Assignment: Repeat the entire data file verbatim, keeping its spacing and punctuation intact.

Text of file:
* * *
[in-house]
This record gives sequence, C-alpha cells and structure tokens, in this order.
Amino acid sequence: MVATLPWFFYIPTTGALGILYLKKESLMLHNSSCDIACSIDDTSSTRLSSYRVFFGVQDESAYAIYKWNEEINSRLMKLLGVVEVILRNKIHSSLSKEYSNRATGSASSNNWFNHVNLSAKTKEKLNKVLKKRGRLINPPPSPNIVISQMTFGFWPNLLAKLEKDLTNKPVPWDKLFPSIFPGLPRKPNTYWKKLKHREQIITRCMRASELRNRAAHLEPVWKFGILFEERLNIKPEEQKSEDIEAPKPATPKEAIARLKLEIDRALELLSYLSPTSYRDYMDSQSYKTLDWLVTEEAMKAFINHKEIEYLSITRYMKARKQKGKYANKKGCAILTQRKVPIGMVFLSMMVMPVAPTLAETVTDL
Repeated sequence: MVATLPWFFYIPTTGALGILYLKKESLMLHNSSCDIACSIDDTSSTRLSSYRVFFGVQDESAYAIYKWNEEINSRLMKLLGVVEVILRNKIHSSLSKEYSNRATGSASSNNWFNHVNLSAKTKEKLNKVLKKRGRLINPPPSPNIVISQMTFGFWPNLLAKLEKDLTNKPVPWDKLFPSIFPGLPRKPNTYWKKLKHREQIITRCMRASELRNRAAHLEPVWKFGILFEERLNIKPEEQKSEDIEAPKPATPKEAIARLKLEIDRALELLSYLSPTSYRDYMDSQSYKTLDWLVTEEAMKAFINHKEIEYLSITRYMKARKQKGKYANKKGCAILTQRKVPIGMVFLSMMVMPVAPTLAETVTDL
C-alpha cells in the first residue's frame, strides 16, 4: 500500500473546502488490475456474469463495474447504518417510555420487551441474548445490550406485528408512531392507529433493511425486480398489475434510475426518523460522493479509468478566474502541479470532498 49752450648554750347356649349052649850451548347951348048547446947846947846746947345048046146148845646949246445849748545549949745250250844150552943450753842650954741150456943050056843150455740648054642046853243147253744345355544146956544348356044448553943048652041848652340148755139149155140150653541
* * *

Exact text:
[in-house]
This record gives sequence, C-alpha cells and structure tokens, in this order.
Amino acid sequence: MVATLPWFFYIPTTGALGILYLKKESLMLHNSSCDIACSIDDTSSTRLSSYRVFFGVQDESAYAIYKWNEEINSRLMKLLGVVEVILRNKIHSSLSKEYSNRATGSASSNNWFNHVNLSAKTKEKLNKVLKKRGRLINPPPSPNIVISQMTFGFWPNLLAKLEKDLTNKPVPWDKLFPSIFPGLPRKPNTYWKKLKHREQIITRCMRASELRNRAAHLEPVWKFGILFEERLNIKPEEQKSEDIEAPKPATPKEAIARLKLEIDRALELLSYLSPTSYRDYMDSQSYKTLDWLVTEEAMKAFINHKEIEYLSITRYMKARKQKGKYANKKGCAILTQRKVPIGMVFLSMMVMPVAPTLAETVTDL
Repeated sequence: MVATLPWFFYIPTTGALGILYLKKESLMLHNSSCDIACSIDDTSSTRLSSYRVFFGVQDESAYAIYKWNEEINSRLMKLLGVVEVILRNKIHSSLSKEYSNRATGSASSNNWFNHVNLSAKTKEKLNKVLKKRGRLINPPPSPNIVISQMTFGFWPNLLAKLEKDLTNKPVPWDKLFPSIFPGLPRKPNTYWKKLKHREQIITRCMRASELRNRAAHLEPVWKFGILFEERLNIKPEEQKSEDIEAPKPATPKEAIARLKLEIDRALELLSYLSPTSYRDYMDSQSYKTLDWLVTEEAMKAFINHKEIEYLSITRYMKARKQKGKYANKKGCAILTQRKVPIGMVFLSMMVMPVAPTLAETVTDL
C-alpha cells in the first residue's frame, strides 16, 4: 500500500473546502488490475456474469463495474447504518417510555420487551441474548445490550406485528408512531392507529433493511425486480398489475434510475426518523460522493479509468478566474502541479470532498 49752450648554750347356649349052649850451548347951348048547446947846947846746947345048046146148845646949246445849748545549949745250250844150552943450753842650954741150456943050056843150455740648054642046853243147253744345355544146956544348356044448553943048652041848652340148755139149155140150653541